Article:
Billionaire financier Carl Icahn has objected to the possibility of a billion-dollar investment tie-up between America Online and Google Inc, saying it may preclude AOL being acquired outright at a later date by the likes of Microsoft Corp.
In an open letter to the board of directors of Time Warner Inc, which owns AOL, Icahn said he was deeply concerned that the Time Warner Board may be on the verge of making a disastrous decision.
It was reported late Friday that Time Warner and Google were on the verge of signing a deal under which Google would pay $1bn for a 5% stake in AOL. An announcement is expected to arrive as early as today.
I believe it would be a blatant breach of fiduciary duty to enter into an agreement with Google that would either foreclose the possibility of entering into a transaction that would be more beneficial for Time Warner shareholders, Icahn wrote.
He named Microsoft, IAC/InterActiveCorp and eBay Inc as companies that could in future be suitors for AOL. A recent Goldman Sachs report had eBay and IAC described as better strategic partners longer-term.
Microsoft was thought to be a leading contender to invest in AOL, being shouldered out by Google at the last minute. The Goldman Sachs report, cited by Icahn, said that these two companies would be the least beneficial AOL partners.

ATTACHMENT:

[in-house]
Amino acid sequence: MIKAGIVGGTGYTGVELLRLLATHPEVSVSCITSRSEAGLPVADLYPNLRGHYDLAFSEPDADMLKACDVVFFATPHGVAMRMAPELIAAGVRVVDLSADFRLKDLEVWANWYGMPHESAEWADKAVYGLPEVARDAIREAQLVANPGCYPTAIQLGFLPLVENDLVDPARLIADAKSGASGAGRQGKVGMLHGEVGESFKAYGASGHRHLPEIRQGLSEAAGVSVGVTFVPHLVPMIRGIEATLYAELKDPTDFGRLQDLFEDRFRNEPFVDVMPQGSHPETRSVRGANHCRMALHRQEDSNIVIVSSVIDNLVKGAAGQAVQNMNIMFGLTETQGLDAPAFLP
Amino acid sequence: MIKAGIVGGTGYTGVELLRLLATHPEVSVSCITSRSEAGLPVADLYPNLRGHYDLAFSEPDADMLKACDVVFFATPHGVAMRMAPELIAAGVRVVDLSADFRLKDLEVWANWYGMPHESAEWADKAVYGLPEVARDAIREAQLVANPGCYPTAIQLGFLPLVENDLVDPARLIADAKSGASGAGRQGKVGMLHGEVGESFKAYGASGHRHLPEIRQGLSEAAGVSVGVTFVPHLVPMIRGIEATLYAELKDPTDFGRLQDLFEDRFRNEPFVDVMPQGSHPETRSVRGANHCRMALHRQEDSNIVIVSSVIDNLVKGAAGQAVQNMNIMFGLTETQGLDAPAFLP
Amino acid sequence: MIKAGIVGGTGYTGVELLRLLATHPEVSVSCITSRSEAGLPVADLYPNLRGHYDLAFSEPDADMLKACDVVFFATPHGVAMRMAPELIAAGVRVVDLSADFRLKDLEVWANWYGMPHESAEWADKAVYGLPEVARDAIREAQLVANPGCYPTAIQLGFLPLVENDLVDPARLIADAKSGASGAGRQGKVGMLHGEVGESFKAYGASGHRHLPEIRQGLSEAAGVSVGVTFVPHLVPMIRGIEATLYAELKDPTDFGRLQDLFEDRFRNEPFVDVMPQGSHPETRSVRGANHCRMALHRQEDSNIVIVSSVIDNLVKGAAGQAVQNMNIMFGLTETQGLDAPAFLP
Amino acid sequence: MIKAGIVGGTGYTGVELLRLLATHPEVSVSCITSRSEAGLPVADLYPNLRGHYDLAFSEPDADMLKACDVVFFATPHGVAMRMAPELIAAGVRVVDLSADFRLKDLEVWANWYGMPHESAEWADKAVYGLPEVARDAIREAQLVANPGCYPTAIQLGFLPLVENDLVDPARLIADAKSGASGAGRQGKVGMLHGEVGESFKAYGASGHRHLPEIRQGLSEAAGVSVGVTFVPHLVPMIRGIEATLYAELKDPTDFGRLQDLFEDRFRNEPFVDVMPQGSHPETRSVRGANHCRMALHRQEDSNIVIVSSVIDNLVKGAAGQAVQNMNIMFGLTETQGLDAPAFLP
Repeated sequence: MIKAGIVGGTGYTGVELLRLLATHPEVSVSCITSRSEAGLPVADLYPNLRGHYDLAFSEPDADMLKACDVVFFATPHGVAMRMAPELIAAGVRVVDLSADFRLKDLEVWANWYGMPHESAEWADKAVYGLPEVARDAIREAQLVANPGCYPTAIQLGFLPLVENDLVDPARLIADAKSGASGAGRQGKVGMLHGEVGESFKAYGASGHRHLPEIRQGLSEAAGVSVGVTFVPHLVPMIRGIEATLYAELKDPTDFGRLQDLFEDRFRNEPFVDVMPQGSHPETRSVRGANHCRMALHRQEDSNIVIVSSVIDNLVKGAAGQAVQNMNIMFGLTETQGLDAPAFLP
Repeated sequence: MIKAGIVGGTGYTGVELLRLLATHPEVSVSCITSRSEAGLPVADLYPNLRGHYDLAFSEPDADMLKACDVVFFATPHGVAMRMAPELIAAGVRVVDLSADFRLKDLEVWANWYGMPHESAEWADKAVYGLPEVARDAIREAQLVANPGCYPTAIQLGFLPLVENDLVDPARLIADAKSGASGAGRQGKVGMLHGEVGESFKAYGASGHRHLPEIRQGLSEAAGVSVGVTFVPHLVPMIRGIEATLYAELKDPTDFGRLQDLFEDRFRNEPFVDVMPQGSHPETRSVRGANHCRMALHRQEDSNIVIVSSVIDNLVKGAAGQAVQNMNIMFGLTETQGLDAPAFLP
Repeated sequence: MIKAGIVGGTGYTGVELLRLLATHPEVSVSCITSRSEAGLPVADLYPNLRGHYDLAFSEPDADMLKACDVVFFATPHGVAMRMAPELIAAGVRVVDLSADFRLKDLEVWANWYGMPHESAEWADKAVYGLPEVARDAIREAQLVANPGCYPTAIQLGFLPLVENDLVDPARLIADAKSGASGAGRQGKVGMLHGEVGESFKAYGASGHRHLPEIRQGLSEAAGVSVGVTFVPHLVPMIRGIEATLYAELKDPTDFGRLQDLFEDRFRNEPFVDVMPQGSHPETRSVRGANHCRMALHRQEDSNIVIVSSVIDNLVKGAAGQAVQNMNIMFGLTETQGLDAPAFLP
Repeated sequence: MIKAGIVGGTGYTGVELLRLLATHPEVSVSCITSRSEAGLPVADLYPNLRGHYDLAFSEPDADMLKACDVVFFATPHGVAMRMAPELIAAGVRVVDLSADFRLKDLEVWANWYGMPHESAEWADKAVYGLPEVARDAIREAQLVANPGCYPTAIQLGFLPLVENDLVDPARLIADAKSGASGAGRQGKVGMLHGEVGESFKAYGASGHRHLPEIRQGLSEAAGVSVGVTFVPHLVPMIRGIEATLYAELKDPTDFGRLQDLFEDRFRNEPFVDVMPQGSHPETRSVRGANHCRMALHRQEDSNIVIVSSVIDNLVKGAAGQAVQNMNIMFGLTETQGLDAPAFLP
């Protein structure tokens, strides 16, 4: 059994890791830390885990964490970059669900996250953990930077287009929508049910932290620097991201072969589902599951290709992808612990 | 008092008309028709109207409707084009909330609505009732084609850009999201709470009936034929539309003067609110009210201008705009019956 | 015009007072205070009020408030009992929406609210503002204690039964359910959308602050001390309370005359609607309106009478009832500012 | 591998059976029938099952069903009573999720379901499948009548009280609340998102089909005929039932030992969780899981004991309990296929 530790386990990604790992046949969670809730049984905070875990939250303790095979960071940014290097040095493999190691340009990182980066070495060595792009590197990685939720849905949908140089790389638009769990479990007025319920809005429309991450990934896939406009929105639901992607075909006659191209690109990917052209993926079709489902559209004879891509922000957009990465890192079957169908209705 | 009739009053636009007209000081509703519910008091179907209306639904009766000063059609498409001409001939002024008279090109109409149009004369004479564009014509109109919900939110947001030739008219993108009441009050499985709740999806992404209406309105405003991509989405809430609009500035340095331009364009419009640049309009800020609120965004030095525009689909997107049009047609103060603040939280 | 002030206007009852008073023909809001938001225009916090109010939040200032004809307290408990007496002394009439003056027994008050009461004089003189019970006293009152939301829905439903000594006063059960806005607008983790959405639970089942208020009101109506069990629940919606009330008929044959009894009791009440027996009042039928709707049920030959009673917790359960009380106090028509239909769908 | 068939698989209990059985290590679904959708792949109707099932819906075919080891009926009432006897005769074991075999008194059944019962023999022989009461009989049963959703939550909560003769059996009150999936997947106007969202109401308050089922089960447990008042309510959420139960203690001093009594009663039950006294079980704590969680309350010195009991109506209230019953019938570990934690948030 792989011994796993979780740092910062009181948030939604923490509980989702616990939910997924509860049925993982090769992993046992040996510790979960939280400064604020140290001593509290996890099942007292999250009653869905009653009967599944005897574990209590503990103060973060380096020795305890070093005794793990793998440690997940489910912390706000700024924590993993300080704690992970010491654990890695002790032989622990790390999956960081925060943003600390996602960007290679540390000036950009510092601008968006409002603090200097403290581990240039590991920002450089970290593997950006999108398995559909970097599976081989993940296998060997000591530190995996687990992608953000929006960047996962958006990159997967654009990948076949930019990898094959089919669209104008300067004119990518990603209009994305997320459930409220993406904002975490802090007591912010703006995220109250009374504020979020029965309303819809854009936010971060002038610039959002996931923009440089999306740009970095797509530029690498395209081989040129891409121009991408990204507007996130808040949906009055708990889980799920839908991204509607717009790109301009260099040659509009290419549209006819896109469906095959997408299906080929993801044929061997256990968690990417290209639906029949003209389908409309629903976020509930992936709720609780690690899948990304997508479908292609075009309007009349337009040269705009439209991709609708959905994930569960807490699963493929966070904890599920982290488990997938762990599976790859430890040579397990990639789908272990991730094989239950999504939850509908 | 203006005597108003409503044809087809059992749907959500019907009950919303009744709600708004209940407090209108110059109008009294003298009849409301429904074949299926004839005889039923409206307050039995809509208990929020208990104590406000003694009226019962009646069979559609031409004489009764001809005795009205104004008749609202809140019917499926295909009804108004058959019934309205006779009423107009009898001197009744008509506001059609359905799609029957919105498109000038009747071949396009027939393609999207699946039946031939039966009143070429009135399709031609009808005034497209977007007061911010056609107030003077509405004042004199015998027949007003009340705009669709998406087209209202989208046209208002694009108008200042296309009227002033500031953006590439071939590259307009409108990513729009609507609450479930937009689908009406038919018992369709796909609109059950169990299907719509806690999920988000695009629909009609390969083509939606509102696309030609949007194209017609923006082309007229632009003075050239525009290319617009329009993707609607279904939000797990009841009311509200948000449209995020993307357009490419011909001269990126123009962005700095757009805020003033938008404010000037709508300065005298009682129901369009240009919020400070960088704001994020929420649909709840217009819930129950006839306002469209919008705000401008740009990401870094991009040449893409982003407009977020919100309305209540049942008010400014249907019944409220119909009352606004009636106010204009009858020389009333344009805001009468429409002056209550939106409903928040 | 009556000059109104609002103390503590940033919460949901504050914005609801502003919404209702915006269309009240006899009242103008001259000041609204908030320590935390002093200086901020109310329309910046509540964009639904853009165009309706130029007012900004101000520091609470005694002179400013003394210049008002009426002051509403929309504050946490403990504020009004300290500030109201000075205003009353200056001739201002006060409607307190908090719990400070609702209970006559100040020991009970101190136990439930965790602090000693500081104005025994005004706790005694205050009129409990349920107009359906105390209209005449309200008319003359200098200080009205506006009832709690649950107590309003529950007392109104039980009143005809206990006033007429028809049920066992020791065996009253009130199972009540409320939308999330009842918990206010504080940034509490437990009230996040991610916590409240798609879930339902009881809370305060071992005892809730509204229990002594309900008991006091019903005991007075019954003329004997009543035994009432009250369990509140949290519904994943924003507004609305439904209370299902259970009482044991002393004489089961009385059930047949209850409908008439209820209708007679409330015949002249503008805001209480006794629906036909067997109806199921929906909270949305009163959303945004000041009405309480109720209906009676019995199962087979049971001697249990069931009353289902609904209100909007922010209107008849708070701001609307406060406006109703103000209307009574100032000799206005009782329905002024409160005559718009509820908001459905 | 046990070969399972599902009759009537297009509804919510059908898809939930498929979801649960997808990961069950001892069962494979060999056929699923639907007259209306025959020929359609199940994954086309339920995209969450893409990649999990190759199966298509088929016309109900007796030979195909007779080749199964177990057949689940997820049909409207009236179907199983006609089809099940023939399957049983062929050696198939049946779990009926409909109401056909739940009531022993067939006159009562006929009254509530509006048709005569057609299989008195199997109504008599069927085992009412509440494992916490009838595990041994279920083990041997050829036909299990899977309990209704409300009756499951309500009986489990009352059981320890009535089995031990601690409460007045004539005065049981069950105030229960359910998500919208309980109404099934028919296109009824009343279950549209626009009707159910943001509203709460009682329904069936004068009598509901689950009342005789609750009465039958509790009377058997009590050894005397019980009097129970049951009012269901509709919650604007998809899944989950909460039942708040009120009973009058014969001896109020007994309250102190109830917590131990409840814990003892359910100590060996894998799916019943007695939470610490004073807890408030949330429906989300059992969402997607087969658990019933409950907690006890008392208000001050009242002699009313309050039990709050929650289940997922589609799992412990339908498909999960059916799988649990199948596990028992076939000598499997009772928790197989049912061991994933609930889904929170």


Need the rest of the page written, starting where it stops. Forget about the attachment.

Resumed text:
While the companies concerned are not publicly talking about their plans, it is thought that Google’s primary motive for negotiating the AOL investment was protectionist — it did not want to see AOL disappear as a channel partner when Microsoft bought a stake.
Despite AOL’s dwindling fortunes, the company is still Google’s biggest partner. Google search-based advertising displayed through AOL’s properties grossed $420m, or about 10% of Google’s total revenue, in the first three quarters this year.
So, while the details of any potential Google-AOL deal are not yet publicly known, Icahn’s fears may not be ill-founded.
Icahn, who owns about 3% of Time Warner, said that he does not object to a Google-AOL deal in principle, but wants assurances that such a deal would not tie Time Warner’s hands when it comes to the possible future divestiture of the under-performing online unit.
He even signs off with a thinly veiled threat, writing: I want this letter to serve as notice to Time Warner’s directors that if they enter into a transaction that has that effect, shareholders will seek to hold directors responsible.